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HIV infection causes not only immune insufficiency but also immune dysregulation. Following HIV infection, cytokine profiles change, with a production of IL-4 rising along with IL-5 and a decrease in INF-g. This literature review aimed to describe allergy on HIV infection. At the initial phase after infection, cytokines produced by Th1 and Th2 are balanced, but later as the infection progresses, cytokines produced by Th2 will rise, while cytokines produced by Th1 will fall. Elevation of IL-4 will make B cells produce more IgE. Patients with even lower CD4 still have this allergic phenomenon caused by IgE. Allergic manifestations of HIV include rhinitis, asthma, adverse cutaneous drug reactions (ACDR), immune reconstitution inflammatory syndrome, hyperallergic state (IRIS), and atopic dermatitis. In conclusion, it is important to consider allergic manifestations even in AIDS patients, especially incidents of ACDR and IRIS, which can be life-threatening.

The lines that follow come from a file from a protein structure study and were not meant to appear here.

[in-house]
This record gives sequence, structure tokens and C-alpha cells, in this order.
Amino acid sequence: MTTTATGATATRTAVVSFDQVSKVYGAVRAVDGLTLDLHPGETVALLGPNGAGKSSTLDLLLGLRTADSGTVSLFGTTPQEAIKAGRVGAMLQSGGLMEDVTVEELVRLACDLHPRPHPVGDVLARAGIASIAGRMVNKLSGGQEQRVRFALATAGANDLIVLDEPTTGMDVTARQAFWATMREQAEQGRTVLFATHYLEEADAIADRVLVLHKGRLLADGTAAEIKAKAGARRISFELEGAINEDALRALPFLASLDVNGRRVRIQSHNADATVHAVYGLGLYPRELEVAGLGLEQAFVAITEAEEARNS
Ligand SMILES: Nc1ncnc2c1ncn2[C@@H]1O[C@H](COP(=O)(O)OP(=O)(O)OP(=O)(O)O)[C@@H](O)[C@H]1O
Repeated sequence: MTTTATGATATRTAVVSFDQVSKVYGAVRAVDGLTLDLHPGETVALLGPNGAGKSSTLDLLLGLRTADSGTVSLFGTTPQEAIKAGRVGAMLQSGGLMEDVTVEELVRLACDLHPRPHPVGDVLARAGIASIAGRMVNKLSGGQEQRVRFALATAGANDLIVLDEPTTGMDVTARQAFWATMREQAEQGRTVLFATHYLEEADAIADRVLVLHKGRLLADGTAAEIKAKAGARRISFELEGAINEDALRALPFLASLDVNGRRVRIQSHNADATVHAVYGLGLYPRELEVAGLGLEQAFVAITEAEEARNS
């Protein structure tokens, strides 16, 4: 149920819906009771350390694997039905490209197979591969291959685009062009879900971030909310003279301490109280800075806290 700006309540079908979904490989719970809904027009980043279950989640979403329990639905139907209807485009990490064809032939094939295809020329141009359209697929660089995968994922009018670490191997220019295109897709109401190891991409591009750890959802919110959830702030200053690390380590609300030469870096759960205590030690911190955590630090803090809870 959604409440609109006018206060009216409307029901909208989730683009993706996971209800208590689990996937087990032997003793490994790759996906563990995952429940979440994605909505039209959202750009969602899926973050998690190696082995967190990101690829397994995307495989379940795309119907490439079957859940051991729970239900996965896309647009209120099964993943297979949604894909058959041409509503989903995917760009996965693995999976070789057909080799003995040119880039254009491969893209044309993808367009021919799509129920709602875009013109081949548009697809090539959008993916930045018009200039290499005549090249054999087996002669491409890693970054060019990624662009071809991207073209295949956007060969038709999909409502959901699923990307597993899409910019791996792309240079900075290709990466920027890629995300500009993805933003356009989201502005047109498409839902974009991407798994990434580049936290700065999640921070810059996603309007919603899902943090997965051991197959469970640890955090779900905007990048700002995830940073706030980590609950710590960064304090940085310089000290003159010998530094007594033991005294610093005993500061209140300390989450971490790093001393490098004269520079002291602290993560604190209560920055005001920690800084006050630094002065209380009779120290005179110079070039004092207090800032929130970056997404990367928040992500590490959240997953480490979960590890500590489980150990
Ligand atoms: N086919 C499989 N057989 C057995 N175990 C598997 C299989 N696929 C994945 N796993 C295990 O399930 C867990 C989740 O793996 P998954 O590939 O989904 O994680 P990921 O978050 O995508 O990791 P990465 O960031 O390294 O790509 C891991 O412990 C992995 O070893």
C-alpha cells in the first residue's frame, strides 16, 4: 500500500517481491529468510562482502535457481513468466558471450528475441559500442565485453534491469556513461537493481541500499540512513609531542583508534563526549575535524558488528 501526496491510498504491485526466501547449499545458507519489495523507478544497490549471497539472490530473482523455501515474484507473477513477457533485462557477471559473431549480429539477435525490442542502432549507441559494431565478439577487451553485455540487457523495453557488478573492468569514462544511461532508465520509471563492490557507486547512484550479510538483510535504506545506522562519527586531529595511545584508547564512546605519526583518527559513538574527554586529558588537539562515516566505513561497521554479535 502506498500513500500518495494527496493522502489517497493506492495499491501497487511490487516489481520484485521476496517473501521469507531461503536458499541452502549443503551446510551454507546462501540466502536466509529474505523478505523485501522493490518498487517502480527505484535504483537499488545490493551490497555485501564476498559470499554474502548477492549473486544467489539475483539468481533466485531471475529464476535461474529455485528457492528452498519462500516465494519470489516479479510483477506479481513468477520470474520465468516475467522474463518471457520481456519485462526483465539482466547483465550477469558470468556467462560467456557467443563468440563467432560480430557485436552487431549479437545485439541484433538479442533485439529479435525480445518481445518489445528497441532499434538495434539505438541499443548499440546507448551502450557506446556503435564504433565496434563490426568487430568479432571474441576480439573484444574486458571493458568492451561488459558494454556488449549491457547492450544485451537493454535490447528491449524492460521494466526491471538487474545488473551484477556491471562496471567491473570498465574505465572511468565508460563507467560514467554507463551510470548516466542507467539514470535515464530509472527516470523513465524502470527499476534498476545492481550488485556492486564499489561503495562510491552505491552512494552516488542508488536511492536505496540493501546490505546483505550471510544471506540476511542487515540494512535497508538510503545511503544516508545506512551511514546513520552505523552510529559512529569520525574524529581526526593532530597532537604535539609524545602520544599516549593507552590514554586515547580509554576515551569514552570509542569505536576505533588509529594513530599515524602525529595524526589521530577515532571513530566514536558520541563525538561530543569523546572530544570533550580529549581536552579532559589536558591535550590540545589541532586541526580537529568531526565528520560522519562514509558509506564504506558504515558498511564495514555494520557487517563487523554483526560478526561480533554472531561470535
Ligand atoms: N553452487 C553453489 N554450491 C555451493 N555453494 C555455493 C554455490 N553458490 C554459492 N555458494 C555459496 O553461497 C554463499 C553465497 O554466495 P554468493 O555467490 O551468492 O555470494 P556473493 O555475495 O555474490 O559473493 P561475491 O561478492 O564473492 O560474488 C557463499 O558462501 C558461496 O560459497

Allergy HIV Immunoglobulin E T-helper 1 T-helper 2

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How to Cite
Muhammad Iqbal Andreas, Elvira, D., & Raveinal. (2023). Allergy on HIV Infections: A Narrative Literature Review. Bioscientia Medicina : Journal of Biomedicine and Translational Research, 7(2), 3079-3084.